161   "---help---" and "help" do not differ in behaviour, "---help---" is
162   used to help visually separate configuration logic from help within
163   the file as an aid to developers.
164 
165 - misc options: "option" <symbol>[=<value>]
166   Various less common options can be defined via this option syntax,
167   which can modify the behaviour of the menu entry and its config
168   symbol. These options are currently possible:
169 
170   - "defconfig_list"
171     This declares a list of default entries which can be used when
172     looking for the default configuration (which is used when the main
173     .config doesn't exists yet.)
174 
175   - "modules"
176     This declares the symbol to be used as the MODULES symbol, which
177     enables the third modular state for all config symbols.
178     At most one symbol may have the "modules" option set.
179 
180   - "env"=<value>
181     This imports the environment variable into Kconfig. It behaves like
182     a default, except that the value comes from the environment, this
183     also means that the behaviour when mixing it with normal defaults is
184     undefined at this point. The symbol is currently not exported back
185     to the build environment (if this is desired, it can be done via
186     another symbol).
187 
188   - "allnoconfig_y"
189     This declares the symbol as one that should have the value y when
190     using "allnoconfig". Used for symbols that hide other symbols.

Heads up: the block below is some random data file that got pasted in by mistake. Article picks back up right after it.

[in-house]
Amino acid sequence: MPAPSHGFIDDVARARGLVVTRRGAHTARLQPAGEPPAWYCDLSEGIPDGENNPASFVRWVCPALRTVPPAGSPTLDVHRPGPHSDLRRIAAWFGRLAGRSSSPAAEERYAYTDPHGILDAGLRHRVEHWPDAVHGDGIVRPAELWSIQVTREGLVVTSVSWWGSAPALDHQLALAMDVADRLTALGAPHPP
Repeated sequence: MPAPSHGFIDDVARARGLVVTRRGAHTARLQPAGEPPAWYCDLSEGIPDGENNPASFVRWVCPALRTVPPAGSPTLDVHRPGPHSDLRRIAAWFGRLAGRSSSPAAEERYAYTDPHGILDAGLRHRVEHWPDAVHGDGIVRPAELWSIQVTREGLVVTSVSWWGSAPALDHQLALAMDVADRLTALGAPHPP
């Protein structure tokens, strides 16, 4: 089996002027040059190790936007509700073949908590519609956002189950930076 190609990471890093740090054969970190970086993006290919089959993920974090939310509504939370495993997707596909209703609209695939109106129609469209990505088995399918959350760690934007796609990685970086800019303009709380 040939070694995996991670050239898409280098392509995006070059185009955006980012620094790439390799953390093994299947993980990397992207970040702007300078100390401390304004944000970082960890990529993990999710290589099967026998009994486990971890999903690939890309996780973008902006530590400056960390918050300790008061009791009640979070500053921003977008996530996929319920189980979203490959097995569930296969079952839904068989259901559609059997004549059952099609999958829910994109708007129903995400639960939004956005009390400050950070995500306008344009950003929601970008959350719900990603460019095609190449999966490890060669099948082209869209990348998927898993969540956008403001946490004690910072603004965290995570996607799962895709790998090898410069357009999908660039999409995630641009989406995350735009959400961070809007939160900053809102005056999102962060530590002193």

191 
192 Menu dependencies
193 -----------------
194 
195 Dependencies define the visibility of a menu entry and can also reduce
196 the input range of tristate symbols. The tristate logic used in the
197 expressions uses one more state than normal boolean logic to express the
198 module state. Dependency expressions have the following syntax:
199 
200 <expr> ::= <symbol>                             (1)
201            <symbol> '=' <symbol>                (2)
202            <symbol> '!=' <symbol>               (3)
203            '(' <expr> ')'                       (4)
204            '!' <expr>                           (5)
205            <expr> '&&' <expr>                   (6)
206            <expr> '||' <expr>                   (7)
207 
208 Expressions are listed in decreasing order of precedence. 
209 
210 (1) Convert the symbol into an expression. Boolean and tristate symbols
211     are simply converted into the respective expression values. All